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The history and development of the Declaration of Istanbul

Development of the 2008 Declaration

In 2004, the World Health Assembly urged member states to take measures to protect the poor and vulnerable from transplant tourism and to address the wider problem of international trafficking of human organs and tissues.

In December 2006, concerned by the ongoing problems of international organ trafficking and the global shortage of organs for transplantation, representatives from The Transplantation Society met with representatives of the International Society of Nephrology and conceived the idea of developing a formal Declaration that would serve to inspire and unite all those engaged in combating unethical practices in organ transplantation. A Steering Committee was convened in Dubai and Ankara Turkey during 2007 which laid the foundations for the 2008 Istanbul Summit. The Summit goals were to assemble a final Declaration that would define organ trafficking, transplant tourism and commercialism, and achieve consensus regarding principles of practice and recommended alternatives to address the shortage of organs.

On April 30th 2008, more than 150 representatives of scientific and medical bodies from 78 countries around the world, including government officials, social scientists and ethicists were convened in Istanbul, Turkey to work on the drafting of the Declaration of Istanbul. Working groups were assigned to develop the various components of the Declaration and the results of their meetings were presented at plenary sessions for approval. The Declaration of Istanbul was derived from the consensus reached by the participants at the Summit in those plenary sessions.

The Declaration of Istanbul was first published on 5th July, 2008 in the Lancet. It has been subsequently published in several medical journals and translated into more than a dozen languages.

Participant Selection for the Istanbul Summit and the Steering Committee

The Steering Committee was selected by an Organizing Committee consisting of Mona Alrukhami, Jeremy Chapman, Francis Delmonico, Mohamed Sayegh, Faissal Shaheen, and Annika Tibell.

The Steering Committee of the Istanbul Summit was composed of leadership from The Transplantation Society (TTS), including its President-elect (Jeremy Chapman),  the Chair of its Ethics Committee (Annika Tibell), TTS Director of Medical Affairs (Francis Delmonico) and the representative leaders of the International Society of Nephrology (Mohamed Sayegh, Faissal Shaheen, and Mona Alrukhami) including its past President (William Couser), its Vice President (Bernardo Rodriguez Iturbe) and other individuals holding Council positions (Sarala Naicker.) The Steering Committee had representation from each of the continental regions of the globe with transplantation programs.


Participants at the Istanbul Summit included:

  • The country liaisons of The Transplantation Society representing virtually all countries with transplantation programs;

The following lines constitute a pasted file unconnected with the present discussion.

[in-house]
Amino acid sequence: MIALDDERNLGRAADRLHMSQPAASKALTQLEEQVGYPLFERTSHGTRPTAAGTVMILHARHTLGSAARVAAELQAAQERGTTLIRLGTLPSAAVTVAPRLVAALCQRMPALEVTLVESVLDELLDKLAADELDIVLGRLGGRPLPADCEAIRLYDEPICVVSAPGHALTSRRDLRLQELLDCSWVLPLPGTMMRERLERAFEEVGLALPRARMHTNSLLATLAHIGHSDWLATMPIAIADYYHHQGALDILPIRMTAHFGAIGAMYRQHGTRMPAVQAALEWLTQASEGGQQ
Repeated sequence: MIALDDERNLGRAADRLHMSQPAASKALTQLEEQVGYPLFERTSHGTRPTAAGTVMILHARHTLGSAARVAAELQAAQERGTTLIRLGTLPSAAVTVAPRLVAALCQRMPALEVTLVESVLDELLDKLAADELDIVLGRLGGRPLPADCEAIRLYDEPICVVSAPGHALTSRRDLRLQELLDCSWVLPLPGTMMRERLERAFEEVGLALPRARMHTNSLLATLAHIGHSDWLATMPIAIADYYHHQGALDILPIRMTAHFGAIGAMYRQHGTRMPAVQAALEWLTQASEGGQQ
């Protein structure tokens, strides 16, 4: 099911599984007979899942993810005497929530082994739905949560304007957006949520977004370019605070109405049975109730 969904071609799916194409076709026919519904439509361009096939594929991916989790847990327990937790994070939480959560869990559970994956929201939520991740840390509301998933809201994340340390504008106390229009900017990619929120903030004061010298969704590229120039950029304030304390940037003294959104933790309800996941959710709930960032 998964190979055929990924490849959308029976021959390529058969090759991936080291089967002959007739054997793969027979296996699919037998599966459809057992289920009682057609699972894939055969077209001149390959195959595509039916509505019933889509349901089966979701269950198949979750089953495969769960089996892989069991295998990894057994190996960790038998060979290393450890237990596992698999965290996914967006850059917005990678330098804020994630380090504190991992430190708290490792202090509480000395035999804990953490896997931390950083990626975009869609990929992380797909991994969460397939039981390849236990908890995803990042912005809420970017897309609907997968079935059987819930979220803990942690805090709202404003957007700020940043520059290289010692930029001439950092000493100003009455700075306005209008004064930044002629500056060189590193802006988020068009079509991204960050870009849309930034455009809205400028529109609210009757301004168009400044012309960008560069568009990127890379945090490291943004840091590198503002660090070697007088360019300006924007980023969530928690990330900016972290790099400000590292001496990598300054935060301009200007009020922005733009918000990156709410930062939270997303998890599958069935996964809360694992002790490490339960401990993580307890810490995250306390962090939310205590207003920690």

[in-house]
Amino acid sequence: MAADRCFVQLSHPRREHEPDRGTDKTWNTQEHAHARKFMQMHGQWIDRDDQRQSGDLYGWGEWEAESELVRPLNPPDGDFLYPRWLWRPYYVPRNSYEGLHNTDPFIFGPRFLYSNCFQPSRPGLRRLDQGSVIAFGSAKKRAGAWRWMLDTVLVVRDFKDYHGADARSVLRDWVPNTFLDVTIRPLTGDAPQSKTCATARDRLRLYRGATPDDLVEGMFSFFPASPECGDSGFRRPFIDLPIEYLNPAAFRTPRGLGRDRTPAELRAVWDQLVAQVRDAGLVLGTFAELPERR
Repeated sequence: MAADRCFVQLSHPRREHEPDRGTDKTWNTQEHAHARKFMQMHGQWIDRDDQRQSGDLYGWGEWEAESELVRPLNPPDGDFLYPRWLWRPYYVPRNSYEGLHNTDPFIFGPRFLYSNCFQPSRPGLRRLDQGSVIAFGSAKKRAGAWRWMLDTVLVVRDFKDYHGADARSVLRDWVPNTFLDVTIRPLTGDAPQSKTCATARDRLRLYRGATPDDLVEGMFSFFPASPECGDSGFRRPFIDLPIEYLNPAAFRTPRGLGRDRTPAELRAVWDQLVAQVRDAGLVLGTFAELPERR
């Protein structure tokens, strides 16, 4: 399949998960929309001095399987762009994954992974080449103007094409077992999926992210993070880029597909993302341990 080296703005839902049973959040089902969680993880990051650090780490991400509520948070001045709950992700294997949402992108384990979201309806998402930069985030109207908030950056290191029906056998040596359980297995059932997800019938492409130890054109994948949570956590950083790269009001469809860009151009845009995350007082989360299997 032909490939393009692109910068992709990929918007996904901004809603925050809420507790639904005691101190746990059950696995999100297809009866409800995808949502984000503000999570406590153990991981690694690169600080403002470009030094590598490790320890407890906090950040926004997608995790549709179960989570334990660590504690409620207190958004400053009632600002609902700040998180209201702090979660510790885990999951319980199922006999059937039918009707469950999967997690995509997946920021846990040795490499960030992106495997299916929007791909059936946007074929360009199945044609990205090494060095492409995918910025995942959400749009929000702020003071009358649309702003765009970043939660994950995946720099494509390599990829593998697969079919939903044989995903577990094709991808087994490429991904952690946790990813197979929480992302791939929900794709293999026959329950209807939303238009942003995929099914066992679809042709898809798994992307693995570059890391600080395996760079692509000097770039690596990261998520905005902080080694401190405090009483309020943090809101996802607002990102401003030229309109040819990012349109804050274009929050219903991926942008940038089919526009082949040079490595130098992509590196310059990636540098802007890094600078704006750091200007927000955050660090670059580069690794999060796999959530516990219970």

• Representatives from international societies and the Vatican;
  • Individuals holding leadership positions in nephrology and transplantation;
  • Stakeholders in the public policy aspect of organ transplantation; and
  • Ethicists, anthropologists, sociologists, and legal scholars well-recognized for their writings regarding transplantation policy and practice.

No person or group was polled with respect to their opinion, practice, or philosophy prior to the Steering Committee selection or the Istanbul Summit. Of approximately 170 persons invited, 160 agreed to participate and 152 were able to attend the Summit .

Update and the 2018 Version Declaration

In 2017, the DICG began the process of reviewing and updating the DoI to ensure that it provided clear and current guidance for policymakers and health professionals working in organ donation and transplantation.

In February 2018, the DICG launched a public consultation inviting feedback on the draft updated to the Declaration. All DICG members, members of organizations that have endorsed the Declaration, and other interested stakeholders were invited to participate. More than 250 people from around the world participated in the working group and public consultation; approximately 65 submissions officially represented national or regional organizations. The response from the public consultation was overwhelmingly positive: participants welcomed the renewed commitment to combatting organ trafficking and transplant tourism, the updated and expanded definitions of key terms, and a clearer set of principles to guide policy and practice.

The new edition of the Declaration incorporating feedback from the public consultation was presented on 1 July 2018, in Madrid, at a DICG workshop celebrating the 10th Anniversary of the Declaration, as part of the 27th International Congress of TTS. The new edition has be published on the Declaration of Istanbul website, with translations into several languages, as well as in Transplantation.

A separate article discussing the 2018 Declaration was published in Transplantation Direct.

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